I returned from the darkness like a roosting bat, flittering around our, by which I mean her apartment, every evening after lights out. She was never alone.

Our paths crossed when she went to the toilet shortly after midnight. I held the door for her, or tried.

“Do I know you?” she sneered. “You remind me of someone I once used.”

The fact I was a ghost seemed inconsequential, her attitude unaltered. I shrugged a delicate breeze, for words were beyond me now.

She rolled her eyes and got down to business.

“Well! Don’t just stand there, pass the toilet roll,” she commanded, upon finishing.

I laughed as I flapped and flailed, unable to acquiesce to her wishes. I tried so hard. Yet, this simplest of tasks was beyond me, and so I left and never returned.

We, by which I mostly mean me, often talk of her, and if she sits there still, stinking and swearing, whilst waiting for another to service her.

The End

Thank you for reading

Richard M. Ankers
Author of the brand new steampunk extravaganza Britannia Unleashed.

In Dialogue – I Must be Brief

Photo by Chayan Purkait on Unsplash
Photo by Chayan Purkait on Unsplash

“I must be brief. By which I mean, to the point, or as some say, succinct. There is no sugarcoating this issue. No, how does one term it, beating around the bush. Being concise is of the utmost importance. Of this, there can be no dispute. I shall tell it as it is, plain and simple. To embellish would be to waste time, and time is a commodity one must cherish. I shall shock and disturb with my unerring bluntness. I shall hit the nail straight upon its head. My mind is focused. My intent is as unwavering as a sharpened, cutting edge, dagger-like. The words I have chosen are plucked from a pantheon of such for this one specific purpose. Oh yes, my young friend, you shall see how direct I shall become. You will see.”
“See what?”
“The details I must impart, of course. For they are of a delicate nature, thus this exacting conversation. To see it is to believe it, but to be told it, well… it must be indisputable. You see, my attentive, well-meaning fellow, he’s gone to meet his maker.”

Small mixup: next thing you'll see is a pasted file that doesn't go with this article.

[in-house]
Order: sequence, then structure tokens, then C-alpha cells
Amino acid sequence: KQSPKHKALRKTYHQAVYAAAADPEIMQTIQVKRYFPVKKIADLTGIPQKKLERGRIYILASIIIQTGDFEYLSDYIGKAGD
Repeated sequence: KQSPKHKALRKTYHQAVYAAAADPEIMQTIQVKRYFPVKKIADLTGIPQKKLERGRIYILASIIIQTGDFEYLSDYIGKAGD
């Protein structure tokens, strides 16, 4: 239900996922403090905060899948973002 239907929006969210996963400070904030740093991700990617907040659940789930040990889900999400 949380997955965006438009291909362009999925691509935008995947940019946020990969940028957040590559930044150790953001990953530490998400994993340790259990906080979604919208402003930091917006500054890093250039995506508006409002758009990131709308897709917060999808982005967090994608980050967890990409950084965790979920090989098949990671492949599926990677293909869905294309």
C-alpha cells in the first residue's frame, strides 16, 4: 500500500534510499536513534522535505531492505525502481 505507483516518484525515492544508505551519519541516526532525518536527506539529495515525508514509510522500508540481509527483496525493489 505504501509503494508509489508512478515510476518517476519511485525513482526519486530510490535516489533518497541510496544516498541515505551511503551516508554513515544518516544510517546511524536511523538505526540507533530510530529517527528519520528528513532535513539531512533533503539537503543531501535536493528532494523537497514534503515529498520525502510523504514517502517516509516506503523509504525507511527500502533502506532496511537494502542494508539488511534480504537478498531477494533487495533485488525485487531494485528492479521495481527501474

“He’s what?”
“He’s defunct, lost, gone, departed, irrefutably non-existent.”
“Yeah, I know.”
“You do! How so?”
“Shall I be brief?”
“Please, I should appreciate your not withholding those same indelicacies that I have not withheld from you. I would want it no other way. There is no other way. So, yes, you must be brief. In fact, I demand it.”
“I shot him.”

Thank you for reading

Richard M. Ankers
Author of the brand new steampunk extravaganza Britannia Unleashed.

Of Words and Their Consequences

Photo by Trey Gibson on Unsplash
Photo by Trey Gibson on Unsplash

There was no particular difference in our styles. We wrote as we were, evil and worse. Yet, there were discrepancies. Some might have termed them oddities.

Kara had a propensity to exaggerate situations. I had an inclination to err. Only when our shared editor pointed this out did we ourselves notice.

It became a farce, our correcting each other. Soon after, it became more, each desperate to put the other right. Our editor said it didn’t matter. But it did.

I tore up all her notepads. She snapped my pencils in half. I flushed her ink down the toilet. Kara laced mine with something she ought not; she knew I sucked my pen whilst thinking.

I died on a Monday. Kara spoke at my funeral just three days later. I rose from my coffin and laughed when she said how good a husband I’d been. Our editor, now her editor, laughed too.

Kara self-published her book; it was under-appreciated by others and overrated by her. I read it over a person’s shoulder whilst haunting a toilet. Neither the manuscript nor the toilet was clean.

When Kara joined me in the afterlife, we joked about it. Our editor was now God. Neither of us liked what he had to say.

Thank you for reading

Richard M. Ankers
Author of the brand new steampunk extravaganza Britannia Unleashed.